Selling Your Home? Don’t Lose Money, Time, and Sleep with this Common Mistake
Byline: Brad Pelletier, Esq.
Estimated read time: 3-4 minutes
4 reasons why every seller should use their own attorney at a closing
A real estate transaction can be a complicated process involving many issues, people, and personalities. A property seller should always have individual representation to ensure the transaction goes smoothly and in accordance with the terms of the purchase & sale agreement. Prior to COVID, having a buyer’s attorney prepare property transfer documents (for both buyer and seller) was a long established practice, especially in Rhode Island.
But this shouldn’t be the norm. For nearly 20 years, I have been educating property sellers and their realtors why using the buyer’s attorney for seller document preparation is a bad idea. Here are four reasons:
- An inherent conflict of interest exists
- Sellers could lose thousands of dollars
- No money is saved on attorney’s fees
- Forfeiting a new closing convenience
An Inherent Conflict of Interest Exists
The buyer’s attorney represents the buyer and has a fiduciary duty to the lender (if financing is involved). There is no legal representation to the seller even though the seller is paying a fee for services; therefore, an inherent conflict of interest exists should the closing process get derailed.
For example, there are many issues that can arise in a closing that stall the process. What happens if the Buyer is having financing, appraisal or home inspection issues? Again, the buyer’s attorney will advocate for the buyer and not protect the interest of the seller. I’ve been involved in numerous transactions where there are walkthrough issues and I’ve had to negotiate escrow holdback agreements. If there is only one attorney involved in the transaction, that escrow agreement will benefit the buyer and not the seller.
Sellers Could Lose Thousands of Dollars
A Closing Disclosure (CD) is an accounting worksheet showing an itemization of the credits and debits between the buyer and seller. The last page of the CD will show the bottom-line seller proceeds. When there is only one attorney preparing the CD, there is not a second set of eyes to confirm that all of the figures are correct.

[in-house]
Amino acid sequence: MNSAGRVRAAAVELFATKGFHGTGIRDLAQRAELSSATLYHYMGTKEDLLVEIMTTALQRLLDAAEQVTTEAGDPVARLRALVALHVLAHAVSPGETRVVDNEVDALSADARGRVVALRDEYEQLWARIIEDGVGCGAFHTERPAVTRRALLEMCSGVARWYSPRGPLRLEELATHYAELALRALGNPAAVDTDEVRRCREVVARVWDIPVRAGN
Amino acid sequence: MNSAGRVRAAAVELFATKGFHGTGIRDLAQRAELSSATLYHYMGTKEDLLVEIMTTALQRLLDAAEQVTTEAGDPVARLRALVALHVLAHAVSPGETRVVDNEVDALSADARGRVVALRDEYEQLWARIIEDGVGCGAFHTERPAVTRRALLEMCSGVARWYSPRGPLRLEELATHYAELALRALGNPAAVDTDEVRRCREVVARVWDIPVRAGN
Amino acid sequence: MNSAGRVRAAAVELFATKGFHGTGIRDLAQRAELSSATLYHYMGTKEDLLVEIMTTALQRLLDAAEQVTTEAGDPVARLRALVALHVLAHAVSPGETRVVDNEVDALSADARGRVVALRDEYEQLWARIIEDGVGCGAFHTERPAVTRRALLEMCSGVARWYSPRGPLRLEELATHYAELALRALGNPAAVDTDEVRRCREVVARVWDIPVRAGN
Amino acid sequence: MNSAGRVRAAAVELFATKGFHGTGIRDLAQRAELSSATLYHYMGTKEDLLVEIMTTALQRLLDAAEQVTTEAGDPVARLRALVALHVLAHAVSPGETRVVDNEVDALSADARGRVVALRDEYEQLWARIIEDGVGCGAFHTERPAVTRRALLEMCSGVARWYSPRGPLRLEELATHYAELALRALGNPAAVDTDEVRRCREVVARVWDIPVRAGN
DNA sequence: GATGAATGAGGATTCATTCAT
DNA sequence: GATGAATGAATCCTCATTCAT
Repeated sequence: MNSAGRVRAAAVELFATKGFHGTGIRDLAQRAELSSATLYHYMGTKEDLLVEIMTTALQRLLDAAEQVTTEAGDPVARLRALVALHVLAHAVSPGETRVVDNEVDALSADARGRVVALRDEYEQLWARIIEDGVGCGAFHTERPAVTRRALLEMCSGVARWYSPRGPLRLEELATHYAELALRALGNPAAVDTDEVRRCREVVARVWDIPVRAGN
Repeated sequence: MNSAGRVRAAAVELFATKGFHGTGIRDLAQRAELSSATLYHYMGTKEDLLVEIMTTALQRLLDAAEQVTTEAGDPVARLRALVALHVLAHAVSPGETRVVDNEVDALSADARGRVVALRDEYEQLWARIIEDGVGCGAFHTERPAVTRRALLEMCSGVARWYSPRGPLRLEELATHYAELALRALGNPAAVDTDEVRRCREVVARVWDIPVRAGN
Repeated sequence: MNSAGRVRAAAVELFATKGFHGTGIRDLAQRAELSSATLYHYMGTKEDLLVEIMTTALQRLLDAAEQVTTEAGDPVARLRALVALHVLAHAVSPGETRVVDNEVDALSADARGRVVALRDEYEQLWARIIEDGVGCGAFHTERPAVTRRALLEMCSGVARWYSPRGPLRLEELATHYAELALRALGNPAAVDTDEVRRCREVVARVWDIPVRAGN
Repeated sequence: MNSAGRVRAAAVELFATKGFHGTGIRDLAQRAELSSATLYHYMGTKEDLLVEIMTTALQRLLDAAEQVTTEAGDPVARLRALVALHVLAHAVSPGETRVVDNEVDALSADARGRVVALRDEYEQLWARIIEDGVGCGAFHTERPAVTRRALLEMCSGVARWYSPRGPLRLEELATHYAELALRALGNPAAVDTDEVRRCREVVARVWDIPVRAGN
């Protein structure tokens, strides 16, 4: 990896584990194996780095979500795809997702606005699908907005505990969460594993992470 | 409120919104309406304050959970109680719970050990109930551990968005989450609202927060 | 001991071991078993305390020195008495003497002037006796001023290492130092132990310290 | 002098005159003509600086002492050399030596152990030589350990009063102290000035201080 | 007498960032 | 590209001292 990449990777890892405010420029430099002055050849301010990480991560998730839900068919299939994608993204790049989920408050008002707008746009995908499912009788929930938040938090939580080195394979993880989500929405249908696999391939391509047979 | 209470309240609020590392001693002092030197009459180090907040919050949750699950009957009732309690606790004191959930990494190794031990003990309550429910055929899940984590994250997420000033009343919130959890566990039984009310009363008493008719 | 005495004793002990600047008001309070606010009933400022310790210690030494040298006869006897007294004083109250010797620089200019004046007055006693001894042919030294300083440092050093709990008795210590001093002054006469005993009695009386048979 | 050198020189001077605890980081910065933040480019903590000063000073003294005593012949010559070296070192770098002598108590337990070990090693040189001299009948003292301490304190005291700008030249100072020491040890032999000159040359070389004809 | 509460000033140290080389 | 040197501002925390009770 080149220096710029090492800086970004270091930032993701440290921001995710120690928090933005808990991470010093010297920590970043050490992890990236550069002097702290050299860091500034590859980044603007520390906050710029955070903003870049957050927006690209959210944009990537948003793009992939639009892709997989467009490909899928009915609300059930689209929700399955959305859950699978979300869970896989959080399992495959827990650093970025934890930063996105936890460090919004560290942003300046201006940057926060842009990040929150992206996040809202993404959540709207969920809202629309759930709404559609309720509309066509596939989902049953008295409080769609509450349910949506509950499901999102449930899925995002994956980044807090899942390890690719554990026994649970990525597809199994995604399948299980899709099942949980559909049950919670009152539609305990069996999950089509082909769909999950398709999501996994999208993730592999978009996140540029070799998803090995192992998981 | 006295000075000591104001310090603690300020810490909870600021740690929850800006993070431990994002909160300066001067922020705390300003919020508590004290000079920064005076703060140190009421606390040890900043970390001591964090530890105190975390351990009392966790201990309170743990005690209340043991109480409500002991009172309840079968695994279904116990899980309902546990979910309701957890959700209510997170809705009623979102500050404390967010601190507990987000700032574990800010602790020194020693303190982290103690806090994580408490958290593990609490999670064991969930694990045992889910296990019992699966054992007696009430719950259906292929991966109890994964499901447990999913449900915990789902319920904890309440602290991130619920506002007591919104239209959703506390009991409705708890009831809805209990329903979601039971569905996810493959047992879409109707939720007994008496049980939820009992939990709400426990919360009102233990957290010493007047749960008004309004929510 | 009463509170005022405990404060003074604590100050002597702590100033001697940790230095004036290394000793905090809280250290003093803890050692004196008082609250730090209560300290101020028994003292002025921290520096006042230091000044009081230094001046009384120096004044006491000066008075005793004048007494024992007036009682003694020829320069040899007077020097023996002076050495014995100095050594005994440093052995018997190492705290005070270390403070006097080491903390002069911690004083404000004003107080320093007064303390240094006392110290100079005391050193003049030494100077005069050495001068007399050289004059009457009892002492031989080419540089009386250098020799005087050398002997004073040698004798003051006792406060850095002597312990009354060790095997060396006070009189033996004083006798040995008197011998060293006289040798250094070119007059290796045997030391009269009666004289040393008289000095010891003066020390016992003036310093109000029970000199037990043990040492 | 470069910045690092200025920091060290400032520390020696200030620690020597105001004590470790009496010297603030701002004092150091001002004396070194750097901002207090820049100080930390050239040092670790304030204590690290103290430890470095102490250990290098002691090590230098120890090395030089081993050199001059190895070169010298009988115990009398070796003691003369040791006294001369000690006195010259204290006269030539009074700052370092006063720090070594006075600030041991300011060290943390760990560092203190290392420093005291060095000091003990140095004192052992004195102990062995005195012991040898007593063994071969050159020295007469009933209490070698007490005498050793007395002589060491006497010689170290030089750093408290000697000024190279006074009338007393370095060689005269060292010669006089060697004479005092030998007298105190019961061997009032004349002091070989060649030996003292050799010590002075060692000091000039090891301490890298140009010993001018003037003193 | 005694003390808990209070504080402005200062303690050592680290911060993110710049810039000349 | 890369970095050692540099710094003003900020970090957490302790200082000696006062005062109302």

When I represent a seller, I ask for all the CD backups from the closing attorney to confirm accuracy. This includes the municipal lien (tax) certificate, final water and sewer bills, fire tax, real estate commissions, resale certificates, payoffs, oil or propane certificates, etc. Furthermore, depending on the city/town where the property is located, there could be a different accounting year, which would alter the prorations between the parties. I’ve been involved in numerous transactions where the CD was prepared inaccurately and could have caused the sellers to lose money or cost them thousands of dollars due to incorrect adjustments.
No money is truly saved by using the buyer’s attorney
Standard closing costs for a seller’s attorney can range from $500-$1,000 depending on the transaction type. This includes preparing a conveyance deed, residency affidavit, and power of attorney and obtaining a mortgage payoff. Additional fees may apply if the seller is a non-resident, the property is held in a trust or business entity, or a former title holder has passed away and no inheritance tax lien release has been filed.
The buyer’s attorney will still need to prepare these documents in order to transfer the title and will generally charge the seller the same fee, without actually representing the interests of the seller.
Forfeiting a new closing convenience (advance signing)
The days of buyers and sellers meeting at the closing in one large conference room are gone thanks to COVID-19! In a way, this has made the closing process more efficient. The seller’s attorney can meet with the seller well in advance of the closing to sign all documents and deliver them to the buyer’s attorney.
The documents will include a power of attorney that grants his/her attorney to sign “trailing” documents on the seller’s behalf. This process also allows the seller to sign on a date/time that works best for his/her schedule. This means no more taking time out of work to attend a closing when, instead, the seller can focus on packing and moving
However, using the buyer’s attorney essentially forfeits this benefit since a power of attorney cannot be granted. Therefore, the seller would be obligated to take time out of work to sign all necessary documents.
Consider Your Own Representation
Planning to sell? The real estate attorneys at Pelletier Marshall & Clark are ready to help. We help thousands of home sellers every year throughout Rhode Island, Massachusetts, and Connecticut. Contact us for a free, no-pressure consultation about your real estate options.